Slide 1: Bias in Diagnostic Studies: Part Two

Slide 2: Question: You are evaluating a rapid antigen test for COVID-19. The manufacturer reports that the test has 98% sensitivity and 99% specificity. The test was studied in ICU patients with PCR-confirmed COVID-19 (cases) and PCR negative community dwelling adults (controls). All patients received both the rapid antigen test and the PCR. Which of the following types of bias is present in this study design? A. Spectrum, B. Verification, C. Selection, D. Lead time, E. Ascertainment.

Slide 3: Answer: Spectrum bias.

Spectrum bias describes the challenges to performance of a diagnostic test (sensitivity and specificity) that occur when it is used in different settings across spectrum of disease. It is analogous to selection bias, which describes the loss of applicability (external validity) in interventional studies when patients studied different from those seen in practice.

Specificity. The percent of health patients a test can exclude. Sensitivity. The percent of diseased patients a test can capture.

Slide 4: A good diagnostic test should minimize false negatives and false positives. Three features to think about when minimizing false negatives: pathologic, clinical, and comorbid.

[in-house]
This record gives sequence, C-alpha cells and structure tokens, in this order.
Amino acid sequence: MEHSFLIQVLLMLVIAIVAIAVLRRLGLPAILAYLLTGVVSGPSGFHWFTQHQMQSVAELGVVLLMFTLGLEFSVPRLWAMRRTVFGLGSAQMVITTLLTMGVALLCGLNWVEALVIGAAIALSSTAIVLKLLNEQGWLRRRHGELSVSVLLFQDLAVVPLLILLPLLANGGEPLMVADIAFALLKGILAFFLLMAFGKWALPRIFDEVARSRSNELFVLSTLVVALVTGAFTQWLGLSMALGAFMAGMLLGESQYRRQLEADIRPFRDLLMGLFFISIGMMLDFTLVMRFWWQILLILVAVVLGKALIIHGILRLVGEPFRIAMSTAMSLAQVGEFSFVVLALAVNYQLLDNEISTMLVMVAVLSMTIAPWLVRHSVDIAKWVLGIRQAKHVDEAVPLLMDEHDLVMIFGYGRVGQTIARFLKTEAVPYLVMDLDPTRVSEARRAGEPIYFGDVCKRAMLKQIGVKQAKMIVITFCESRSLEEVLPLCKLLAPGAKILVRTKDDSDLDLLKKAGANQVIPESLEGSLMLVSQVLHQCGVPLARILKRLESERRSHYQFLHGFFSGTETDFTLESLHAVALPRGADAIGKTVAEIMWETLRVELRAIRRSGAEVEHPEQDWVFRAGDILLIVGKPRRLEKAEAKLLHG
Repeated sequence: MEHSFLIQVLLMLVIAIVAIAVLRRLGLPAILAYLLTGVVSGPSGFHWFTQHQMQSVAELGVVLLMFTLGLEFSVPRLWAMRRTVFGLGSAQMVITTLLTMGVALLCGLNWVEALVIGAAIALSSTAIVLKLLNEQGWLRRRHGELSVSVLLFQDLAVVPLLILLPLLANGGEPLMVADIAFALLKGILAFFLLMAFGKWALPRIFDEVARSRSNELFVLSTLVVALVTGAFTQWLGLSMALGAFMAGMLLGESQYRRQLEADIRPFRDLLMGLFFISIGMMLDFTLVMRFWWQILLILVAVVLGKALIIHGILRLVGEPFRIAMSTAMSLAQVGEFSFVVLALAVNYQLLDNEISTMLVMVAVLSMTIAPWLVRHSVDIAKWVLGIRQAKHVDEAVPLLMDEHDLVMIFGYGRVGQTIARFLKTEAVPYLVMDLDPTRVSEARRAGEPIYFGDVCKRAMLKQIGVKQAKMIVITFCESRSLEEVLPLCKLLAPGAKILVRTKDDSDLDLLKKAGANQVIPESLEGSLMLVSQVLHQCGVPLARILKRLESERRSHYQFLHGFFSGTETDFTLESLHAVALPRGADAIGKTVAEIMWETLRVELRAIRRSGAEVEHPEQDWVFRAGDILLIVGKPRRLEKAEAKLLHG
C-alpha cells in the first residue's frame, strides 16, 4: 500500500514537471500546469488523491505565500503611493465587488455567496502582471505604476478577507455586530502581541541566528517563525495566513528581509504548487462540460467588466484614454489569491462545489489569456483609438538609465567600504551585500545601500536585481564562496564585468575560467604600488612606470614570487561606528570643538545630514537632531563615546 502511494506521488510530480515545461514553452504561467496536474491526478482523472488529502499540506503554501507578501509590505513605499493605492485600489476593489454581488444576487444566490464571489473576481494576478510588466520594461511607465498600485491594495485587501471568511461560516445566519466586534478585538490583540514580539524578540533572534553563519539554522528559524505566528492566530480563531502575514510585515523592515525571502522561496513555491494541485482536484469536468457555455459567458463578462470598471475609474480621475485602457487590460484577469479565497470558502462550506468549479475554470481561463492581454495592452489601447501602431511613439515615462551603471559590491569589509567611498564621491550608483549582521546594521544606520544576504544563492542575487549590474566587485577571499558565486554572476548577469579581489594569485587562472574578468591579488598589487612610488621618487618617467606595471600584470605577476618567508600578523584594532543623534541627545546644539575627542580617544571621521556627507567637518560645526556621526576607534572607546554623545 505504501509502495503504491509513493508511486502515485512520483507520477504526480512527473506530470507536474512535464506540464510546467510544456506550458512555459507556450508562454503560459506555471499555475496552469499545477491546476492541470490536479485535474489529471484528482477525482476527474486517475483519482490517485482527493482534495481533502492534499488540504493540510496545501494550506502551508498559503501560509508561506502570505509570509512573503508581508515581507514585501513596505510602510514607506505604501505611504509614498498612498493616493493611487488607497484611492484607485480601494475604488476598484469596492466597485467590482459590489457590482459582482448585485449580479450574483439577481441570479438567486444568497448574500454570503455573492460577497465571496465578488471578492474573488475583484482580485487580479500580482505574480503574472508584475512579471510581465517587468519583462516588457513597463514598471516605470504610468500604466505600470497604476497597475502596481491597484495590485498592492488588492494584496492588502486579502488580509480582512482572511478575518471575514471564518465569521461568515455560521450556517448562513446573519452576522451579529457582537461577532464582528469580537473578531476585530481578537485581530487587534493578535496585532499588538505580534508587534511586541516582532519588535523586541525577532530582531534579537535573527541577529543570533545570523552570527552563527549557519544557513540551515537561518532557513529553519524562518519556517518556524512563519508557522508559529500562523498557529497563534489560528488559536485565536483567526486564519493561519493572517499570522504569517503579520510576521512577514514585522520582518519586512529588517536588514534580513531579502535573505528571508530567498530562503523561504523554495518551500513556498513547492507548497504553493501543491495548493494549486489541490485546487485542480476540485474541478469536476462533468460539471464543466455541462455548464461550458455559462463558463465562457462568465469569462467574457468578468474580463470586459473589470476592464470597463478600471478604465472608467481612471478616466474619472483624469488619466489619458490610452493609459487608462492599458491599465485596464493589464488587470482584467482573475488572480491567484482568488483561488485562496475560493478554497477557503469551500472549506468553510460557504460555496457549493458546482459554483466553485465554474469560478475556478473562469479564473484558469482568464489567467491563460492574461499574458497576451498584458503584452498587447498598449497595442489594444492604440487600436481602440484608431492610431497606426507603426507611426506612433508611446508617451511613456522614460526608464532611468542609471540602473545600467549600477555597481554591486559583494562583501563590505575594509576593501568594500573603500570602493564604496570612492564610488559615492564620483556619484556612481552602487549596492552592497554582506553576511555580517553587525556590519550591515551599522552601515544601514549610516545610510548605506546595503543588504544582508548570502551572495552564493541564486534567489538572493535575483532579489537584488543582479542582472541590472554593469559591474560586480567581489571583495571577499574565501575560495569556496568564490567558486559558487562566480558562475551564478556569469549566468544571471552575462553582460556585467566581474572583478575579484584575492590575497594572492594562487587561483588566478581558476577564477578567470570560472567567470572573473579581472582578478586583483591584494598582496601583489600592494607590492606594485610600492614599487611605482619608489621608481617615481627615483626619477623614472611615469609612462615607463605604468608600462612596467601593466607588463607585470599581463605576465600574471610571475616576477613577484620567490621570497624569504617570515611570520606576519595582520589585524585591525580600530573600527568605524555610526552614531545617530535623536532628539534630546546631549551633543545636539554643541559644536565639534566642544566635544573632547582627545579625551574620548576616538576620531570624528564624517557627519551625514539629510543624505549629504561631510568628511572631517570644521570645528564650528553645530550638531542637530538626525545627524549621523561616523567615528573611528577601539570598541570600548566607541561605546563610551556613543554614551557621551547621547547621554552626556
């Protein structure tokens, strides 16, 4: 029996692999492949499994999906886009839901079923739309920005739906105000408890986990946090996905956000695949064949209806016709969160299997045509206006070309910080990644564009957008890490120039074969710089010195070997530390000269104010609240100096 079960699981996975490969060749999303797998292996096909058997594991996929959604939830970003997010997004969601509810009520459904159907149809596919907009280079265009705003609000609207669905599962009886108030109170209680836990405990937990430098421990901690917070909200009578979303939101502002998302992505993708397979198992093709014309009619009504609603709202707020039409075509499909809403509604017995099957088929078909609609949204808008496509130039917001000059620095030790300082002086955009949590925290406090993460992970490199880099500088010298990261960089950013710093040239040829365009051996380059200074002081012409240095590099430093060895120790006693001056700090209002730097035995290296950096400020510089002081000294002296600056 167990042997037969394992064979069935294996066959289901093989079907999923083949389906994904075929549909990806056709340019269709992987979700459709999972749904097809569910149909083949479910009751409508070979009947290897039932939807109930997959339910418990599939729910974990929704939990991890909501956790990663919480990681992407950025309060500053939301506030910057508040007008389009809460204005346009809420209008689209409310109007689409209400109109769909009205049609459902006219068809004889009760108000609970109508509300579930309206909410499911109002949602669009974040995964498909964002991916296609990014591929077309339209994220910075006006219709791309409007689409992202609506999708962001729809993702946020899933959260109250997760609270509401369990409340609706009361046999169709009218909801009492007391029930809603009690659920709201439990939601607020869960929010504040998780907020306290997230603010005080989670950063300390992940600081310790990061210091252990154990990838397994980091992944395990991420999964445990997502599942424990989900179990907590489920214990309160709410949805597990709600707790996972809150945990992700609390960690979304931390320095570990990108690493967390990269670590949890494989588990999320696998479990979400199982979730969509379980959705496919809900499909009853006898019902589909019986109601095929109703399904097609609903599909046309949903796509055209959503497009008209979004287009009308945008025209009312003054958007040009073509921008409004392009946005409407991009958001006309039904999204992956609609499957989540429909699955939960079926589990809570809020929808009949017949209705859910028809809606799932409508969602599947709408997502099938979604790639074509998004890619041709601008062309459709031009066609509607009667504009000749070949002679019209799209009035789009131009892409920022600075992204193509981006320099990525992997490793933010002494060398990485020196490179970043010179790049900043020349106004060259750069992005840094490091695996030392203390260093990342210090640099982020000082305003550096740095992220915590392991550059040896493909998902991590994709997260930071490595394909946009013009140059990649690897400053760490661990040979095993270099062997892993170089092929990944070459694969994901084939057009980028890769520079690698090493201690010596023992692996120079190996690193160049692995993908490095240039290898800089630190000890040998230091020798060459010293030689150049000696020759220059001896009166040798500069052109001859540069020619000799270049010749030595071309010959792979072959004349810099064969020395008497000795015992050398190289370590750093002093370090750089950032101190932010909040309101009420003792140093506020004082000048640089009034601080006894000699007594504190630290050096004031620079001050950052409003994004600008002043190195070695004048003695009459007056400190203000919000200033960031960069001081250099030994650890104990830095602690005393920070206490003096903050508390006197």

Slide 5: Disease spectrum. Pathologic. Pathologic determinants of spectrum: investigators must define the disease (pathology) carefully. For instance, a nuclear scan for myocardial infarction might have strong sensitivity for large MI but perform worse when small infarctions are included in the definition. The best test will minimize false negatives and appropriately define the disease being studied.

Slide 6: Disease spectrum. Clinical. Clinical determinants of spectrum: a good test will be positive in patients with severe, mild, and asymptomatic disease. In our example of a COVID test, it was studies in ICU patients but not less sick patients.

Slide 7: Disease spectrum. Comorbid. Comorbid determinants of spectrum: coexisting conditions that may influence the test. Obesity decreases the sensitivity of BNP for heart failure. A breath test could have false negative results in a patient with lung disease.

Slide 8: In non-diseased patients, a good test will minimize false positives. The spectrum of comparative patients included in studies should have disease mimickers – for instance, a COVID test may not distinguish active infection from long COVID. A test of a marker for cholecystitis should include patients with chronic liver disease. A blood test for staph endocarditis should include patients with staph at other sides such as bone.

Slide 9: Spectrum bias or spectrum effect? Differences in spectrum are unavoidable, since researchers must choose which patients to include.

Furthermore, small differences in spectrum can have BIG effects on test characteristics. For instance, in one study, an exercise stress test had a positive likelihood ratio of 3.8 in patients with high blood pressure but 17 in normotensive patients!

For this reason, some advocate referring instead to spectrum effect, acknowledging that different groups may have different test characteristics.


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